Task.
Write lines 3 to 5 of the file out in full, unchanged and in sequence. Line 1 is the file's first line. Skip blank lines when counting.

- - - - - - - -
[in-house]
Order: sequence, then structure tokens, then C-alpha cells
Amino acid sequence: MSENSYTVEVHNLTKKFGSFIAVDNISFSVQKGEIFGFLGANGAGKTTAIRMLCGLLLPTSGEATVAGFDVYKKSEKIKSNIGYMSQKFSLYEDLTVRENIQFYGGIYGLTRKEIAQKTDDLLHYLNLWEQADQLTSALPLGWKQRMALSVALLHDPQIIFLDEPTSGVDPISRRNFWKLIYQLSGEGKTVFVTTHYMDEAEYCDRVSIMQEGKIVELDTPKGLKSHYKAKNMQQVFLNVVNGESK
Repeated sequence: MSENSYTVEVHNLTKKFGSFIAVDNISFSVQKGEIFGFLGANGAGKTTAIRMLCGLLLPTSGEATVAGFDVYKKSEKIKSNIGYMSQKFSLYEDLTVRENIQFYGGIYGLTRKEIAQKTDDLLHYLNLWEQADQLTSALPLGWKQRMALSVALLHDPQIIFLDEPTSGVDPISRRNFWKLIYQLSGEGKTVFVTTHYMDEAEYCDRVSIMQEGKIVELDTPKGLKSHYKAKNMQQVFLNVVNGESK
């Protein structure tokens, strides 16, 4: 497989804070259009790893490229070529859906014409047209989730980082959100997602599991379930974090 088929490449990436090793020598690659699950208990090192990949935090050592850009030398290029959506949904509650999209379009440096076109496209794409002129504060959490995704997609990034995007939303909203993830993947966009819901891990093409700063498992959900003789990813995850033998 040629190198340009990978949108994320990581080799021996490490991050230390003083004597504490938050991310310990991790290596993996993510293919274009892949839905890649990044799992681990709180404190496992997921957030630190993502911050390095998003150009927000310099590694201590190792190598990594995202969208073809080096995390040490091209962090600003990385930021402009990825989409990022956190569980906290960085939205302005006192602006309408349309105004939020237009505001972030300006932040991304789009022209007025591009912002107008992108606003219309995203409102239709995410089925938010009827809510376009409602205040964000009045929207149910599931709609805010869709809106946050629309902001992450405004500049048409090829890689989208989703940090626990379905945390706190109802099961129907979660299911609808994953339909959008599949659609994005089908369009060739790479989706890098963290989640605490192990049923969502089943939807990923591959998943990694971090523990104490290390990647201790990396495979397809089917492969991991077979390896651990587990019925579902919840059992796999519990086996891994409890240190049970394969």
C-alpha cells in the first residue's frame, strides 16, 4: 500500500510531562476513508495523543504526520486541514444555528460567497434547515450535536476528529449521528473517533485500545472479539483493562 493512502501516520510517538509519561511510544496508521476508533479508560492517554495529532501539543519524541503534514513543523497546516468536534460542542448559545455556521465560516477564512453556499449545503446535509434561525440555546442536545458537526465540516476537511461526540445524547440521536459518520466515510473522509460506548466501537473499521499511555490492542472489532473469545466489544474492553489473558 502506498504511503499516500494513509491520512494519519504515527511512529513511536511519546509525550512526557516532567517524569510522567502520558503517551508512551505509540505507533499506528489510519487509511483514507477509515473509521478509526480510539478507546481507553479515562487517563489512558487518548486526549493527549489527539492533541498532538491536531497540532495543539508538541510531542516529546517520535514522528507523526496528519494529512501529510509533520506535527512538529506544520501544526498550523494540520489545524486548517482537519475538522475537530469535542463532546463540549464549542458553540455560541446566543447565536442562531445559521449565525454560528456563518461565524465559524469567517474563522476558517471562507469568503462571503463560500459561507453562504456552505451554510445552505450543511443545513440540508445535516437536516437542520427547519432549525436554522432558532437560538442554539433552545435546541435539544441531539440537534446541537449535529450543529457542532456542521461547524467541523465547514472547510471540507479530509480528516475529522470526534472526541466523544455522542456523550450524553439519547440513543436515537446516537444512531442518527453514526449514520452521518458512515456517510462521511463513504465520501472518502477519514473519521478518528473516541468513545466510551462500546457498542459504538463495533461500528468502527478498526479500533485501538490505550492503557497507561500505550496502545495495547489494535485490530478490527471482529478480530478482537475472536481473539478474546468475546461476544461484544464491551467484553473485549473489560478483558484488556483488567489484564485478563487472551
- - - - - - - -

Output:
Amino acid sequence: MSENSYTVEVHNLTKKFGSFIAVDNISFSVQKGEIFGFLGANGAGKTTAIRMLCGLLLPTSGEATVAGFDVYKKSEKIKSNIGYMSQKFSLYEDLTVRENIQFYGGIYGLTRKEIAQKTDDLLHYLNLWEQADQLTSALPLGWKQRMALSVALLHDPQIIFLDEPTSGVDPISRRNFWKLIYQLSGEGKTVFVTTHYMDEAEYCDRVSIMQEGKIVELDTPKGLKSHYKAKNMQQVFLNVVNGESK
Repeated sequence: MSENSYTVEVHNLTKKFGSFIAVDNISFSVQKGEIFGFLGANGAGKTTAIRMLCGLLLPTSGEATVAGFDVYKKSEKIKSNIGYMSQKFSLYEDLTVRENIQFYGGIYGLTRKEIAQKTDDLLHYLNLWEQADQLTSALPLGWKQRMALSVALLHDPQIIFLDEPTSGVDPISRRNFWKLIYQLSGEGKTVFVTTHYMDEAEYCDRVSIMQEGKIVELDTPKGLKSHYKAKNMQQVFLNVVNGESK
């Protein structure tokens, strides 16, 4: 497989804070259009790893490229070529859906014409047209989730980082959100997602599991379930974090 088929490449990436090793020598690659699950208990090192990949935090050592850009030398290029959506949904509650999209379009440096076109496209794409002129504060959490995704997609990034995007939303909203993830993947966009819901891990093409700063498992959900003789990813995850033998 040629190198340009990978949108994320990581080799021996490490991050230390003083004597504490938050991310310990991790290596993996993510293919274009892949839905890649990044799992681990709180404190496992997921957030630190993502911050390095998003150009927000310099590694201590190792190598990594995202969208073809080096995390040490091209962090600003990385930021402009990825989409990022956190569980906290960085939205302005006192602006309408349309105004939020237009505001972030300006932040991304789009022209007025591009912002107008992108606003219309995203409102239709995410089925938010009827809510376009409602205040964000009045929207149910599931709609805010869709809106946050629309902001992450405004500049048409090829890689989208989703940090626990379905945390706190109802099961129907979660299911609808994953339909959008599949659609994005089908369009060739790479989706890098963290989640605490192990049923969502089943939807990923591959998943990694971090523990104490290390990647201790990396495979397809089917492969991991077979390896651990587990019925579902919840059992796999519990086996891994409890240190049970394969």